The city in human scale
The urban mobility problems are evident in the contemporary world as they become a challenge faced by the largest cities in the world, which run into problems as the privilege to individual transportation. The Danish urbanist Jan Gehl, specialized in creating “city for people” who pleads four points that would be an ideal city, it must be living, sustainable, safe and healthy (city of people, JAN GEHL, 2014).
For Gehl, the human dimension has been seriously neglected in urban planning in the past 50 years due to lack of studies and vision of city planners to what he calls the “ground floor”. It is first thought in the building forms, the skyline, the city view from the airplanes, forgetting about the people and urban life.
He argues that the city should be created for people, for socializing at the eye level, to the quality of life, against the pursuit for the forms and friendly for the human scale.rnInspired by studies of Gehl and taking advantage of the digital avalanche where the habits of people in the world have changed thanks to the smartphone massification is that comes the “Kamm” and application that aims to facilitate the movement of pedestrians in cities.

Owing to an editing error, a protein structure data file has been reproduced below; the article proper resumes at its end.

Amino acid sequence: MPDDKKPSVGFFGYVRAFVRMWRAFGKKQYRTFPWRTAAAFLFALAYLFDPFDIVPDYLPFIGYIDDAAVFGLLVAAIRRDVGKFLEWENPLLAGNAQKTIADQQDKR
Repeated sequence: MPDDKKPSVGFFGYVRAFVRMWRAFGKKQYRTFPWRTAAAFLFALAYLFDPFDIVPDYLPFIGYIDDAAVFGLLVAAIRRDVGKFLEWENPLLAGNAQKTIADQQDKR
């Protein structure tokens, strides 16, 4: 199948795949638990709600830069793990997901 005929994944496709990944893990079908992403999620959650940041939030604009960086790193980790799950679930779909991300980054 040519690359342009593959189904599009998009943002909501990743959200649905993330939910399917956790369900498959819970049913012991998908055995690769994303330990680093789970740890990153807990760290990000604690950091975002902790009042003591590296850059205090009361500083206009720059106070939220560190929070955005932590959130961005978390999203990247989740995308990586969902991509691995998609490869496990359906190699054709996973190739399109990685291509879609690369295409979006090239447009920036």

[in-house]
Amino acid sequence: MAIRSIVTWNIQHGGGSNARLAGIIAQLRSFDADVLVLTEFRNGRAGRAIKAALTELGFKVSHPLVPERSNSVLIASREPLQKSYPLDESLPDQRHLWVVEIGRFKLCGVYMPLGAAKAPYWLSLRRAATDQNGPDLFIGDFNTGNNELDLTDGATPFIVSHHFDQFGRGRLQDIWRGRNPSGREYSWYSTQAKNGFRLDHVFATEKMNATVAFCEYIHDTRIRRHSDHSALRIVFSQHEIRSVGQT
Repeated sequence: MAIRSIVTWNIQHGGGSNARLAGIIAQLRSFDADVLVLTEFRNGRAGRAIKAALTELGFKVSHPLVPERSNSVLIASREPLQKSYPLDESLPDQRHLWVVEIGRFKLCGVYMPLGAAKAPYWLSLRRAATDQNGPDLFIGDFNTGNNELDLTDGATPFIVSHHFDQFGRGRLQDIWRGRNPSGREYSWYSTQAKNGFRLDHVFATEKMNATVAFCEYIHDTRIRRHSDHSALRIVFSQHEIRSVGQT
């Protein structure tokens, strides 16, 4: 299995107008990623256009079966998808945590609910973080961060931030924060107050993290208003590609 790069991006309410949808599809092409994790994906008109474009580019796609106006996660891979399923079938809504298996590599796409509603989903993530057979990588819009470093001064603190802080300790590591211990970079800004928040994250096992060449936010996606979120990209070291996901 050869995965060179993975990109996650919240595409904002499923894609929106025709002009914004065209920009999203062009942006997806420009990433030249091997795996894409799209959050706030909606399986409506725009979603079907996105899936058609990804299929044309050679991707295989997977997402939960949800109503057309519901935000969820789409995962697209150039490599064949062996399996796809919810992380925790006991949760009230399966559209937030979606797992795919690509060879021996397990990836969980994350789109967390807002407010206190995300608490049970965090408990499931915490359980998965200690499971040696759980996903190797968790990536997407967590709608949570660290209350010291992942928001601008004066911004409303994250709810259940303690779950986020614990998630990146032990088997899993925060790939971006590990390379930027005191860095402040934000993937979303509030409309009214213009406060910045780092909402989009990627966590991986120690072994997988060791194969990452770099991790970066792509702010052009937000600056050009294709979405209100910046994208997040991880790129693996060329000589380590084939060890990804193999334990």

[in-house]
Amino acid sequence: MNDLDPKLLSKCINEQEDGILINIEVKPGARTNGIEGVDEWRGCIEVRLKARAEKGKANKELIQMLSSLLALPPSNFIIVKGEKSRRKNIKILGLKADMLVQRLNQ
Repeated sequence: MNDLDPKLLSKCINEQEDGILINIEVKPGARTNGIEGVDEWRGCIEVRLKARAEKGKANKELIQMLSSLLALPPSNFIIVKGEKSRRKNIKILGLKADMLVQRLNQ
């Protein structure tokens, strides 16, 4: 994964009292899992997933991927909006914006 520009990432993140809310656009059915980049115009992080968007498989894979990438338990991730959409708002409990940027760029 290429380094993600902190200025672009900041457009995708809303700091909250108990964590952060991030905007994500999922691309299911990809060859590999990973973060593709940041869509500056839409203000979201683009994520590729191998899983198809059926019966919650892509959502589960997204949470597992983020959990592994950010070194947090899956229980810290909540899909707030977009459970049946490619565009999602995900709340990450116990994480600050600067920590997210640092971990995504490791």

The algorithm of the application is a recommendation system that indicates the best way, considering the distance, the physical effort of the people (when there are hills in the paths), the situation of sidewalks, security (viewing points on the map where occurs more frequently theft, robbery, run overs and street without crosswalk), tree-lined streets and the popularity of the route.
Another point is the power of “crowdsourcing” most of the information was generated by users, being able to evaluate the conditions of the spaces of cities, reporting problems directly to the local government.